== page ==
Recalibrating the balance: Increasing transparency around COVID-19 while still respecting privacy

By Clare Norins

Narrow restriction of local information about confirmed cases of COVID-19 begs the question: What, exactly, is the appropriate balance between protecting an individual’s identity and the public’s right to information during a public health crisis?

The Georgia Department of Public Health — like many state health departments around the country — provides daily updates on the number of confirmed COVID-19 cases, broken down by county. While these numbers and how they change over time (so far they are only rising) are informative, Georgians are eager to know more, specifically how the coronavirus is manifesting in their local communities.

Yet the department, citing privacy concerns, has declined to release details such as cities within a particular county where cases have been confirmed or locations where people who tested positive have been. News outlets around the state have documented the restrictions on information, in reports like these:

Health care providers in some areas, such as Augusta and Albany, have filled the gap by providing more localized COVID numbers. But this level of data is not available for most of the state, making it difficult for municipal officials and the public to ascribe meaning to the state-reported county numbers.

Lack of transparency frustrates local officials and citizens nationwide

This tension between preservation of privacy interests on the one hand, and a call for greater transparency on the other, is playing out not just in Georgia but around the country. For example, in Massachusetts, some municipalities are releasing specific numbers about COVID cases, and even COVID deaths, within their boundaries, citing the need to keep the public informed. Other municipalities, however, are declining to release numbers, instead referring the public only to the county-based statistics provided by the state health department.

Clare Norins

Oklahoma is another example. There, local government officials and citizens have been frustrated by the state’s refusal to provide more specific, yet still non-identifying, information about confirmed COVID cases. Such information, they say, would help them to make more informed personal and public health decisions.

Meanwhile, South Carolina’s Department of Public Health and Environmental Control has taken an additional step toward transparency by making data on positive COVID cases available by ZIP code.  So, too, has Illinois.

Localized information on COVID-19 would prompt precautions

In response to calls for greater transparency, state public health officials here and elsewhere are encouraging people to assume that they could come into contact with someone infected with COVID-19 at any time, and to take precautions accordingly. It would be far more impactful if people truly understood the virus’ proximity and escalation. For instance, knowing that a certain number of people in your town have tested positive for COVID-19 or that someone from your workplace, your child’s school or the elder care facility where your parent lives has far greater meaning than simply knowing that X number of random people somewhere in your county tested positive for COVID-19. Localized information is also more persuasive. When people understand how the disease is spreading in their town, they are more likely to take precautionary measures.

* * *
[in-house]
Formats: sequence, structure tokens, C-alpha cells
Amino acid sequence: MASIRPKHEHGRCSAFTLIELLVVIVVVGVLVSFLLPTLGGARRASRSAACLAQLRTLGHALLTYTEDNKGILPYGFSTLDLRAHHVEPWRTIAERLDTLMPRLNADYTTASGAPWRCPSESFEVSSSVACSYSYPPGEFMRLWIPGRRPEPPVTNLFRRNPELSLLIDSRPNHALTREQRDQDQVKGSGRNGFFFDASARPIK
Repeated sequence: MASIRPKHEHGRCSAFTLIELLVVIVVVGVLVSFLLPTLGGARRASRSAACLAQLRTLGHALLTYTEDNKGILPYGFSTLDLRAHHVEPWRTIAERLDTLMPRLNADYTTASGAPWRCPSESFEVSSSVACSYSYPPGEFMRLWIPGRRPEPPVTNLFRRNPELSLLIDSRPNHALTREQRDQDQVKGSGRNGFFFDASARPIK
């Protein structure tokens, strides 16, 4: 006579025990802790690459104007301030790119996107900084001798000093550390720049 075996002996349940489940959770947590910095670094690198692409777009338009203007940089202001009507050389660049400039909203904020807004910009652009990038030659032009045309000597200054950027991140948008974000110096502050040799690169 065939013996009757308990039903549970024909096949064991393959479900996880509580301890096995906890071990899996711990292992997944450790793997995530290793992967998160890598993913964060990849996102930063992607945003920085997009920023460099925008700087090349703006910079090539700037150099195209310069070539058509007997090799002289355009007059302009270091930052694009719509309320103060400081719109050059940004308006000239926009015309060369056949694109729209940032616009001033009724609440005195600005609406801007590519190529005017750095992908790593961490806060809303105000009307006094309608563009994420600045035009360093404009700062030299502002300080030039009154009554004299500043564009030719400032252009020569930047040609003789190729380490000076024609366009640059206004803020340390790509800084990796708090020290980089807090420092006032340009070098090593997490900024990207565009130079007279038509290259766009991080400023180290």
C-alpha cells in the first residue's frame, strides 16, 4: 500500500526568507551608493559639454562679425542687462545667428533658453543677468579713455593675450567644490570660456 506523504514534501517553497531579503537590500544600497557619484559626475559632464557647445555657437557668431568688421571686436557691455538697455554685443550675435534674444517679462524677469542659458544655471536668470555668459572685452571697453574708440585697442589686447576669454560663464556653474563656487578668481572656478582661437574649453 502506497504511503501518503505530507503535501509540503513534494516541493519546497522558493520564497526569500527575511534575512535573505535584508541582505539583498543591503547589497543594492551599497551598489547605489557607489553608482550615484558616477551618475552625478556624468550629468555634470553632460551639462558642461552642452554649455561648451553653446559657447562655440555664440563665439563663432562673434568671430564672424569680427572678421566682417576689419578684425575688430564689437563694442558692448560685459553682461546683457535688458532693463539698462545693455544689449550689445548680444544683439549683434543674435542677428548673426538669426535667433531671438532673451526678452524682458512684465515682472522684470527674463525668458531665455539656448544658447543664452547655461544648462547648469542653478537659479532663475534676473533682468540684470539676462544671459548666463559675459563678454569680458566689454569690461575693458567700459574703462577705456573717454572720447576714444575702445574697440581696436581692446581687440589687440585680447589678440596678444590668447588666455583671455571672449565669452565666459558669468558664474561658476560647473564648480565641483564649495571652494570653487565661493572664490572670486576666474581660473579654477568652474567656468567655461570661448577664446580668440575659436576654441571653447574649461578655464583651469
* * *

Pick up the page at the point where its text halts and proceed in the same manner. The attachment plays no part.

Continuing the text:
And here’s the nub of it: Enhanced disclosure of the location or affiliation of people who have tested positive for COVID is — in most situations — not going to be sufficient to make them reasonably identifiable. Certainly, disclosing the number of confirmed COVID cases in a town or city does not identify anyone. Even information that narrows the pool of possible candidates to 1,000, 500 or even 50 people does not identify any single individual. In other words, state health departments, including in Georgia, are taking greater precautions than are actually necessary to achieve reasonable medical privacy.

Moreover, the federal law restricting release of medical information — the Health Insurance Portability and Accountability Act, or HIPAA — recognizes that privacy interests are not absolute in the face of a public health crisis. A March bulletin from the U.S. Department of Health & Human Services states that individual health information can be disclosed “to anyone as necessary to prevent or lessen a serious and imminent threat to the health and safety of … the public.”

This is echoed by the Georgia Department of Public Health’s Notice of Privacy Policies, which states, “We may disclose your health information for public health activities which include: preventing or controlling disease … .”

It’s time to prioritize Georgians’ right to vital health information